In mammals, sex differences in the adult brain are established very early in development, when the brain is still very immature. In the case of having inherited the SRY gene, during embryogenesis, testosterone secreted by the testes enters the brain and is converted to estradiol by the aromatase. Then the estradiol acts by binding to intracellular estrogen receptors (ERs) located predominantly in neurons, masculinizing specific brain regions. But ERs are also transcription factors that, when they are exposed to their ligand, dimerize and form complexes with coactivator proteins and corepressors, modifying the transcription of multiple target genes in a cascade effect and ultimately neuronal function. Given the intimate relationship between steroids and brain dimorphism, and steroid coactivators and gene transcription, in the present work, we further explore the implication of ERs α and β, and steroid coactivators NCoA-1, NCoA-2, NCoA-3, NCoA-4, NCoA-5 and p300-CREBBP, in the genesis of brain dimorphism. Based on our data, we believe that the coactivators NCOA-1, NCOA-2 and p300-CREBBP could be considered as candidate genes for GI.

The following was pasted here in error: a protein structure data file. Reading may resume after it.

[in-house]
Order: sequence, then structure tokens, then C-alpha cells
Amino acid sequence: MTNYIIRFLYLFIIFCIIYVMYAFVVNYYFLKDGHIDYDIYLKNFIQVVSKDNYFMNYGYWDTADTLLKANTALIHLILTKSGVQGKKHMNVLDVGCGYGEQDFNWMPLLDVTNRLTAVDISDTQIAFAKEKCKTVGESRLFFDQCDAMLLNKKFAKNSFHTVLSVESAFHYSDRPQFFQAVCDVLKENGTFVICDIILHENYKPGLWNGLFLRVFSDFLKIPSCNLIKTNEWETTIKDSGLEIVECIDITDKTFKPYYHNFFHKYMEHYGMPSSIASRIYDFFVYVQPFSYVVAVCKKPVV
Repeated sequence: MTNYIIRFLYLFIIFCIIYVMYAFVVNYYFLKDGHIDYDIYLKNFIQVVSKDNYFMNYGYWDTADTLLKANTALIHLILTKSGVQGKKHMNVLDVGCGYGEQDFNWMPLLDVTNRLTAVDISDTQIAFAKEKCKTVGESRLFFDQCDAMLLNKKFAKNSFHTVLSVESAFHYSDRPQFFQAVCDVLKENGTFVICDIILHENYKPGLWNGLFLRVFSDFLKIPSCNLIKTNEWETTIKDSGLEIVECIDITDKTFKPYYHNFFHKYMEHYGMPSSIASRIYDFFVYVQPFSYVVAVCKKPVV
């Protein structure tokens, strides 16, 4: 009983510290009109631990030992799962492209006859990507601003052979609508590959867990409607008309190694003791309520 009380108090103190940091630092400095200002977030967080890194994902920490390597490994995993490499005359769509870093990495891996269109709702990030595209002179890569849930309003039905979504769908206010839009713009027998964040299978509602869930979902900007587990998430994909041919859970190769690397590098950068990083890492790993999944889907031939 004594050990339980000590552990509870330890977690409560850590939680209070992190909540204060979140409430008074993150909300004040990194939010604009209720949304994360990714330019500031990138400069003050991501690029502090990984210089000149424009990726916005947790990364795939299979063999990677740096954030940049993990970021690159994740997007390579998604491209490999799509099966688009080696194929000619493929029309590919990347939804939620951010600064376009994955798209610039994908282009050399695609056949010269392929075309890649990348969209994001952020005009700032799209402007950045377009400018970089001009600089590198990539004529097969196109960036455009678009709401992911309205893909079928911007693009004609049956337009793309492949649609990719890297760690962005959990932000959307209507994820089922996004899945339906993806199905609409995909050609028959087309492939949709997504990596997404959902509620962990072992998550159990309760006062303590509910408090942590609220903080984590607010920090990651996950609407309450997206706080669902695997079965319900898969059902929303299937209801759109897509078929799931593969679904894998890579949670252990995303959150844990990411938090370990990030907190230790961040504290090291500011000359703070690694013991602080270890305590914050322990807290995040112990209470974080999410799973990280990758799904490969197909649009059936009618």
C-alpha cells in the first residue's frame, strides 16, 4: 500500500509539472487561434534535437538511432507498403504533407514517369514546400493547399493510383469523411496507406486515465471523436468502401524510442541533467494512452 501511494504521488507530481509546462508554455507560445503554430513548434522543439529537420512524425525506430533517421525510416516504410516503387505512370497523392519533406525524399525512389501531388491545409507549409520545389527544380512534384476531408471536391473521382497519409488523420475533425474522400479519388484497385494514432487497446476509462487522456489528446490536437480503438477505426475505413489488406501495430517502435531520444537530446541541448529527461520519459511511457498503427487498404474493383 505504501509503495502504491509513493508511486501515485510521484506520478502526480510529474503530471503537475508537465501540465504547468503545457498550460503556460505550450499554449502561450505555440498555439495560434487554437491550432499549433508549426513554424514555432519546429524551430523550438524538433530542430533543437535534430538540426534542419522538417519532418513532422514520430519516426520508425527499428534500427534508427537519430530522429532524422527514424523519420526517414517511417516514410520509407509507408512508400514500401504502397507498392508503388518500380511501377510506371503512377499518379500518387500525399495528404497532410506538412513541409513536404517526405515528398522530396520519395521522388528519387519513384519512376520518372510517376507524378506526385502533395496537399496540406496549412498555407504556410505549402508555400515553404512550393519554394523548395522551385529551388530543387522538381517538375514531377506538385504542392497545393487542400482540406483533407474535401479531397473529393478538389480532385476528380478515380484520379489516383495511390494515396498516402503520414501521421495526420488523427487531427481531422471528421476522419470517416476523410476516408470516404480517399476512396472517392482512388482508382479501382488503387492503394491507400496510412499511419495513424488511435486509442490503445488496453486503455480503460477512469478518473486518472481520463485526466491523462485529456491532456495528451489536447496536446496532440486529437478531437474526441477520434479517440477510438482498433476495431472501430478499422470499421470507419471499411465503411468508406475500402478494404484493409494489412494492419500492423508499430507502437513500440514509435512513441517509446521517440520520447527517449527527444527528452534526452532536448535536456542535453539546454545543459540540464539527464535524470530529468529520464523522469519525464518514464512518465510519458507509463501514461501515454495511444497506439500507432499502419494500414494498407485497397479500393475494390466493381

Part of the book: Oxytocin and Health
Gender incongruence (GI) is defined as an individual’s discontent with their assigned gender at birth and their identification with a gender other than that associated with their sex based on physical sex characteristics. The origin of GI appears to be multifactorial. From the extensive research that has been conducted over the past few years, four main factors have been identified as key mechanisms: genes, hormones, epigenetics, and the environment. One of the current hypotheses suggests that GI could be related to a different sexual differentiation of the brain as a result of changes in the DNA sequence of the estrogen receptors ERs and androgen receptor AR genes. These changes in the DNA sequence would imply a variability in the sensitivity of the hormone receptors, causing a genetic vulnerability.
Part of the book: Human Sexuality